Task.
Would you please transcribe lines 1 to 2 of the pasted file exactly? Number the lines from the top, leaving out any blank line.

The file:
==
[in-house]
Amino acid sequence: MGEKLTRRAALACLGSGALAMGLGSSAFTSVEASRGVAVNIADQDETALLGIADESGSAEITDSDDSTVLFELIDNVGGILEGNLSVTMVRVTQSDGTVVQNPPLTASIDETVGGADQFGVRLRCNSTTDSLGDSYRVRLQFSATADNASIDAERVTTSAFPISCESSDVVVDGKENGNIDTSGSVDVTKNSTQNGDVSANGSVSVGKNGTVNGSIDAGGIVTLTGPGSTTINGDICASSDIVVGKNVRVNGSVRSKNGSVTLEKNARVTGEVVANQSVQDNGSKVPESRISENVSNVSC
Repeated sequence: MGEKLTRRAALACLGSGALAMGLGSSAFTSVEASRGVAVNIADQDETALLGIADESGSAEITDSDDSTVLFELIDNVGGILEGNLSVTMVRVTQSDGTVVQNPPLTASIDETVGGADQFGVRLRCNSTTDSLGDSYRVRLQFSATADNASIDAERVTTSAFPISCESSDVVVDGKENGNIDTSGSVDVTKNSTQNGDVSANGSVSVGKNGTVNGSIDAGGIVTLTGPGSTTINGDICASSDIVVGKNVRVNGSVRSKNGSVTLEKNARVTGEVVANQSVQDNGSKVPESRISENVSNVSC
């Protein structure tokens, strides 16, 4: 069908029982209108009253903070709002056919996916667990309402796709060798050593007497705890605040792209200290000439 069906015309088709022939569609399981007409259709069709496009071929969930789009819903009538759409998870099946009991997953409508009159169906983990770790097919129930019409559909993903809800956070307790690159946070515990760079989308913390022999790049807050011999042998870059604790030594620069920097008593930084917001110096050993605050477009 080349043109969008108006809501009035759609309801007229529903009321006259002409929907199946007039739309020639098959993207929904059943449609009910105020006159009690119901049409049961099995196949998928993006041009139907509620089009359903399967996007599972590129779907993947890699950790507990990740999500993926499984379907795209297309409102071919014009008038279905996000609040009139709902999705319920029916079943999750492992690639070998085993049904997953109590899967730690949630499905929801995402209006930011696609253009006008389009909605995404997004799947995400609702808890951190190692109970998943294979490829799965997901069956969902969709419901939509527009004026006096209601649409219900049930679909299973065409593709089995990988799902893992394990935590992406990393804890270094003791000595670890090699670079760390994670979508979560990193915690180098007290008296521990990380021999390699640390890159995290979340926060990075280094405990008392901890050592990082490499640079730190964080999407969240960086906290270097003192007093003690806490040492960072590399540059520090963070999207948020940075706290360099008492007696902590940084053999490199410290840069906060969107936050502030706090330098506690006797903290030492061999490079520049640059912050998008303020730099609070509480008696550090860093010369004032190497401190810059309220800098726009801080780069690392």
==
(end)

[in-house]
Amino acid sequence: MGEKLTRRAALACLGSGALAMGLGSSAFTSVEASRGVAVNIADQDETALLGIADESGSAEITDSDDSTVLFELIDNVGGILEGNLSVTMVRVTQSDGTVVQNPPLTASIDETVGGADQFGVRLRCNSTTDSLGDSYRVRLQFSATADNASIDAERVTTSAFPISCESSDVVVDGKENGNIDTSGSVDVTKNSTQNGDVSANGSVSVGKNGTVNGSIDAGGIVTLTGPGSTTINGDICASSDIVVGKNVRVNGSVRSKNGSVTLEKNARVTGEVVANQSVQDNGSKVPESRISENVSNVSC